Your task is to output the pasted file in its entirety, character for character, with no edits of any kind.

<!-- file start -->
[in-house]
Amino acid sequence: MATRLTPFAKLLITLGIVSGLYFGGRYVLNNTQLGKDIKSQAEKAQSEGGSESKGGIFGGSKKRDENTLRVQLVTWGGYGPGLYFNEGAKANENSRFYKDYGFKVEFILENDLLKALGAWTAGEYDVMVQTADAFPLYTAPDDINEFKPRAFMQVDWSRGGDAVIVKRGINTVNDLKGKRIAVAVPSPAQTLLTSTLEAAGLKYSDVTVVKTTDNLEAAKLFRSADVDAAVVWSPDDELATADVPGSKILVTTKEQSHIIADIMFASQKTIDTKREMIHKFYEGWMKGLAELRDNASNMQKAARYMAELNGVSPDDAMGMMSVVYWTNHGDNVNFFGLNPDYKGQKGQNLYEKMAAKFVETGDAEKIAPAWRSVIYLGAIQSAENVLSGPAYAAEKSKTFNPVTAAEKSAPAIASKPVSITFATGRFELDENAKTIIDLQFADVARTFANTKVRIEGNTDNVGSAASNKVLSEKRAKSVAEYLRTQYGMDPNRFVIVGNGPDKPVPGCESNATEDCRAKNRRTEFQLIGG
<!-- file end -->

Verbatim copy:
[in-house]
Amino acid sequence: MATRLTPFAKLLITLGIVSGLYFGGRYVLNNTQLGKDIKSQAEKAQSEGGSESKGGIFGGSKKRDENTLRVQLVTWGGYGPGLYFNEGAKANENSRFYKDYGFKVEFILENDLLKALGAWTAGEYDVMVQTADAFPLYTAPDDINEFKPRAFMQVDWSRGGDAVIVKRGINTVNDLKGKRIAVAVPSPAQTLLTSTLEAAGLKYSDVTVVKTTDNLEAAKLFRSADVDAAVVWSPDDELATADVPGSKILVTTKEQSHIIADIMFASQKTIDTKREMIHKFYEGWMKGLAELRDNASNMQKAARYMAELNGVSPDDAMGMMSVVYWTNHGDNVNFFGLNPDYKGQKGQNLYEKMAAKFVETGDAEKIAPAWRSVIYLGAIQSAENVLSGPAYAAEKSKTFNPVTAAEKSAPAIASKPVSITFATGRFELDENAKTIIDLQFADVARTFANTKVRIEGNTDNVGSAASNKVLSEKRAKSVAEYLRTQYGMDPNRFVIVGNGPDKPVPGCESNATEDCRAKNRRTEFQLIGG